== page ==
When we think about what causes homelessness, we probably think of individuals experiencing endemic poverty that eventually forces them onto the streets. But as a new Boston Globe report reveals, there is no correlation between the number of impoverished residents and homeless residents in the U.S. In fact, the richer the state, the higher the homelessness rate.
The surprising analysis by Evan Horowitz shows a strong nationwide trend: Homelessness is most prevalent in cities with the highest per capita incomes:
The District of Columbia is the tragic leader on this score, with a rate of homelessness six times the national average and the highest per capita incomes in the nation. Close behind are other relatively wealthy redoubts: Hawaii, New York, Oregon, and Massachusetts.
Meanwhile, the states with the smallest homeless populations are Mississippi and Alabama, two of the poorest places in the country.
How could that be possible? The not-so-obvious reason for this is that the richer states have higher housing costs.
To see how these statistics play out in the real world, just look at the data from the 2008 recession. Homelessness in Americans dropped during the downturn. Why? Because the cost of housing plummeted, making it more accessible to people who might not have been able to rent or buy a home before. And as the economy grew, so did housing costs, exacerbating the problem into the crisis we’re facing today.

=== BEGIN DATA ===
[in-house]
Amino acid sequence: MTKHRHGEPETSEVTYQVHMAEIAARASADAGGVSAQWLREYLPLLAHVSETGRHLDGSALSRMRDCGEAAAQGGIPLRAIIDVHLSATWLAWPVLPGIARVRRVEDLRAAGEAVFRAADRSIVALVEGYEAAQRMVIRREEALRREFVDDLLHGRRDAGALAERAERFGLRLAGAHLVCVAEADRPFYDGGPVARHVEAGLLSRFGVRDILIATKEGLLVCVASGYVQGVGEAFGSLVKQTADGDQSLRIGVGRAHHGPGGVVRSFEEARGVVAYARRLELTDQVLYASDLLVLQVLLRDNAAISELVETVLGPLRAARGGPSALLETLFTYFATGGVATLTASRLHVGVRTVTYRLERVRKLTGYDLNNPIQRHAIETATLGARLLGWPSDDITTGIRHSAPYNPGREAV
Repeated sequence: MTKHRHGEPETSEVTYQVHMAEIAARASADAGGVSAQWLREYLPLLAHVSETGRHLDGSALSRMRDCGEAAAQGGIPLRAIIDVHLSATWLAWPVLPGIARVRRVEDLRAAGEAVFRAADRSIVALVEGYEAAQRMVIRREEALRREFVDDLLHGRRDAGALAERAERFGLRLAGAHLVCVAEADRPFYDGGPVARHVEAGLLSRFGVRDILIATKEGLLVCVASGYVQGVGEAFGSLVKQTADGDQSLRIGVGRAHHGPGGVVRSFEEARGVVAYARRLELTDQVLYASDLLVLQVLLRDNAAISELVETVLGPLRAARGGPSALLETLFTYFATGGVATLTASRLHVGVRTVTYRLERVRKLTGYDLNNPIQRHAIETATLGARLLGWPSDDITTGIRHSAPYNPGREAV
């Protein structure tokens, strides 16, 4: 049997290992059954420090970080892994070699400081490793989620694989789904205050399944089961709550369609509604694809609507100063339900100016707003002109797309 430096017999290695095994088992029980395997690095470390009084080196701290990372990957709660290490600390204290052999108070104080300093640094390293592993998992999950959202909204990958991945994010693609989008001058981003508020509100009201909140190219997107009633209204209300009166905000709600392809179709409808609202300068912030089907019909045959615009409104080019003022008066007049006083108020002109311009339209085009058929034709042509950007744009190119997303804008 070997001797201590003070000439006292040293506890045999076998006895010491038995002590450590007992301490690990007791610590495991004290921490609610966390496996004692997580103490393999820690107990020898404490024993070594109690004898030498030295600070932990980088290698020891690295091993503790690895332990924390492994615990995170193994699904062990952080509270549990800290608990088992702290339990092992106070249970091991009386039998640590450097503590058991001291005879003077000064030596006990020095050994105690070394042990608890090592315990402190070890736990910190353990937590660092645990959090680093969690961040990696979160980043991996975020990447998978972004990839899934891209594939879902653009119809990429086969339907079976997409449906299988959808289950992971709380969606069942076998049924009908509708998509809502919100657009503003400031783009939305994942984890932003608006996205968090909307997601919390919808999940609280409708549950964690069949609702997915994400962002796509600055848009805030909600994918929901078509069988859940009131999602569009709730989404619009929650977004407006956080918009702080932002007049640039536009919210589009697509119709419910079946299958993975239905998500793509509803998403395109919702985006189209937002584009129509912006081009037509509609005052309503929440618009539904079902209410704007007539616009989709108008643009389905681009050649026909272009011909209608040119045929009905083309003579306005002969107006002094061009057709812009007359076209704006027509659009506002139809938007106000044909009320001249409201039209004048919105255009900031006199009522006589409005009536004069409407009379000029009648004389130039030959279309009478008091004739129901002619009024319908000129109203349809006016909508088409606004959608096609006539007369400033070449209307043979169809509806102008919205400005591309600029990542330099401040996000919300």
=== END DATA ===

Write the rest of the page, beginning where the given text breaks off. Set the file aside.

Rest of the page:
This report goes against the questionable, but still oft-cited wisdom that somehow expensive cities are “good” because it’s good for the overall economy. In The New Yorker, Mark Gimein explains why the high cost of living in a city is bad for all residents, but mostly for those who have the least. “The more expensive they are, the more closed they become to everyone but those who already have money—pushing them to become more expensive still.” People on the brink of homelessness, who are more susceptible to a catastrophic and financially devastating life event, don’t stand a chance.
That’s why the best way to solve this problem, Horowitz writes at the Globe, is not necessarily to grow the economy in an attempt to boost people out of poverty, but to simply provide cheaper, more plentiful housing.
As Horowitz points out, Massachusetts has been a leader in this area. Although it fits the trends as a rich state with a high homeless population, Massachusetts also practices “right to shelter,” meaning that most of its homeless residents are living in some form of housing, not living on the street. That meant adding enough housing stock to help bring costs down for those who may be able to afford it, and providing government-funded permanent housing for the people who need it most, which, Horowitz says, is really only a few thousand people.
The good news, if there is any, is that richer states that need to house the most people also have the most resources available to copy Massachusetts’ plan.
Source: Boston Globe